A RANCHER AT HEART
by Debra Salonen
Many thanks to Pistols and Petticoats for welcoming me to this wonderful community today!
I love characters–and people–who pretend to be realists but deep down they’ve never let go of the dream. I believe that brand of tenaciousness is what settled the west. And nobody illustrates that Oh-hell-no! spirit better than a rancher.
Doesn’t matter if he/she has ten acres or ten thousand, a rancher’s reality is tedium, back-breaking work, worry over ornery beasts determined to get into trouble when you can least afford a vet bill, and then you get to do the same thing all over again the next day. And the next.
Although I was born and raised in a college town in eastern South Dakota, I’ve known many ranchers. The first–my uncle, J.W. “Jiggs” Thompson–captured my heart as a child and continued to be a hero of mine until the day he died.
Uncle Jiggs truly was one of those larger-than-life men who rode hard, lived large and created lasting memories in the lives of the people who loved him. A Lakota Sioux born on a reservation beside the Missouri River, Jiggs was pulled from his family’s arms as a young boy to attend “white” school. Smart, clever and ambitious, he figured out how to succeed in the face of the many obstacles set before him. War took him to the South Pacific, but it couldn’t stop him from returning to the arms of the love his life, my father’s sister, Helen Robson Thompson.
As a child, I should have been terrified of this giant of a man whose booming voice and commanding nature was so different from the people back home in Brookings. But, I wasn’t. Jiggs loved kids, and he opened his arms and heart in a way that made me feel protected and safe.
I’ve always equated that nurturing quality with the ranching way of life.
I have a neighbor who lives on a five-acre parcel in the foothills of the Sierra, along with four horses, three dogs and two kids. And an understanding wife. This man is not a rancher in the classic sense of the word, but he embodies the rancher spirit in the way he cares for his animals, teaches his children through example, hard work and fun, and shares his love of the western way of life with others. This generous spirit came through loud and clear in the grins on the faces of the children who got their first horseback ride at our fall festival.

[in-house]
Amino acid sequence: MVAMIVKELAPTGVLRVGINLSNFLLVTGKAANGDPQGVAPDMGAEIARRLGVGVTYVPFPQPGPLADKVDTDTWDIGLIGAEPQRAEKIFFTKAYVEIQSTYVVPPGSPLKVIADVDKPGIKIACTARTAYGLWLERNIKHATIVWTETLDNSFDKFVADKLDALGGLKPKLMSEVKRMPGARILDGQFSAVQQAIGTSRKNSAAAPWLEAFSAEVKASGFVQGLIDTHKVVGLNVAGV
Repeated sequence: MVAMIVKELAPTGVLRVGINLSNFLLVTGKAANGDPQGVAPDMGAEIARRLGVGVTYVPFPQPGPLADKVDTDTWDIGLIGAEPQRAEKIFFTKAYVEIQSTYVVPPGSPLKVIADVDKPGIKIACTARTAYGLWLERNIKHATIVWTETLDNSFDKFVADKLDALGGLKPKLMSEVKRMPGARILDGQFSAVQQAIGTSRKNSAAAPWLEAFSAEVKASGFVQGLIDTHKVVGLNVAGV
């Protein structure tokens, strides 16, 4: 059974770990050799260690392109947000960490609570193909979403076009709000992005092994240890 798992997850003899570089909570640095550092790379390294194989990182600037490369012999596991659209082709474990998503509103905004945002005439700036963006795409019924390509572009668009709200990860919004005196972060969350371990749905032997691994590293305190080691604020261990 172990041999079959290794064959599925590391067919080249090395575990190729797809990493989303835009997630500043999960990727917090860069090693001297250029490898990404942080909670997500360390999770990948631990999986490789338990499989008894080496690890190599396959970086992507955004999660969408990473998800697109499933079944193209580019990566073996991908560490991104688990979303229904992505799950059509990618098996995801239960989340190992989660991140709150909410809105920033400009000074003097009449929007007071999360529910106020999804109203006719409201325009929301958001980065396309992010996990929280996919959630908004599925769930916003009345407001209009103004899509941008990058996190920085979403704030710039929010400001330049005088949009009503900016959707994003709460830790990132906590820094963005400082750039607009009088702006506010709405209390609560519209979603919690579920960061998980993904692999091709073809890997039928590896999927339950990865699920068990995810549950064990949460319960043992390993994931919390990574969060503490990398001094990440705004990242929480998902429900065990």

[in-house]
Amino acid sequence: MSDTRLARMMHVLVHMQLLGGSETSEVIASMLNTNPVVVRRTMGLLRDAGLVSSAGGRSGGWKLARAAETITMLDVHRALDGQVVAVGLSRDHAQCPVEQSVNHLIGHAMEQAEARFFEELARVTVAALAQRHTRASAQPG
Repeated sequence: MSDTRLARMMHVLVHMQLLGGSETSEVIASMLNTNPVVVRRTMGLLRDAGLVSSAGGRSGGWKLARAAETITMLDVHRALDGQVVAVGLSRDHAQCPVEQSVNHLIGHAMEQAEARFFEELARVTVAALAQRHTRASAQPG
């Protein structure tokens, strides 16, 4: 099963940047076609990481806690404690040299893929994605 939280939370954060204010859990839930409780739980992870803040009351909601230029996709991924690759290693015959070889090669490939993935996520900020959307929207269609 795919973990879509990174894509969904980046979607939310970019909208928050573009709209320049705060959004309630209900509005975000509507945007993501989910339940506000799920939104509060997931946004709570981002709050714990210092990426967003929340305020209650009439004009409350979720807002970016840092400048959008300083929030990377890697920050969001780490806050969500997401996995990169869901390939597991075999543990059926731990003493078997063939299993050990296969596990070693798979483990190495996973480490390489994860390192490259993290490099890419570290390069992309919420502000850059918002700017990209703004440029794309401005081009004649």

As you may have guessed, I revere the ranching spirit and I’m always delighted when a character with this sort of mettle shows up. Gage Monroe, the hero of my Tule Publishing holiday release, MONTANA MIRACLE, was raised on a ranch in Montana’s Paradise Valley. Not a big ranch, but big enough to feel a deep abiding connection to the land and the few head of cattle his father ran. But circumstance took Gage away from his family’s homestead for many years. He returned to Montana with the sole intention of ridding himself of this last–now, greatly diminished–lodestone, so he could start a new life–footloose and responsibility-free–somewhere warm. Unfortunately, he discovers the last renters left behind a horrific mess, which includes two ancient draft horses and a donkey.
A lesser man might have walked away. But not Gage. He does what needs to be done. And when a stray dog shows up, Gage makes room in his heart for another castaway. And some barn cats. And a woman who recognizes Gage for the man he is–a rancher who lost his way but not his rancher spirit.
MONTANA MIRACLE is available on all formats here.
I love and admire the sort of hero who puts the care and welfare of animals at the top of his Must-Do list. Every Christmas, you hear about people who give pets as gifts, only to have that adorable puppy/kitten grow up to be a dog/cat that doesn’t fit the harsh reality of the family’s circumstances. Shelters will feel this impact a few months down the road. So, instead of a traditional sort of prize today, I’d like to make a $25 donation to the animal shelter of the winner’s choice. I like to think that by helping animals in need, I’m channeling my inner rancher. Or if the winner prefers, I will send her a copy of one of my previous anthologies (US residents only). To be entered in the drawing, please tell me the name of your favorite rancher–real life human being or book hero/heroine.
Have a beautiful, blessed holiday, my friends! And happy reading in the New Year.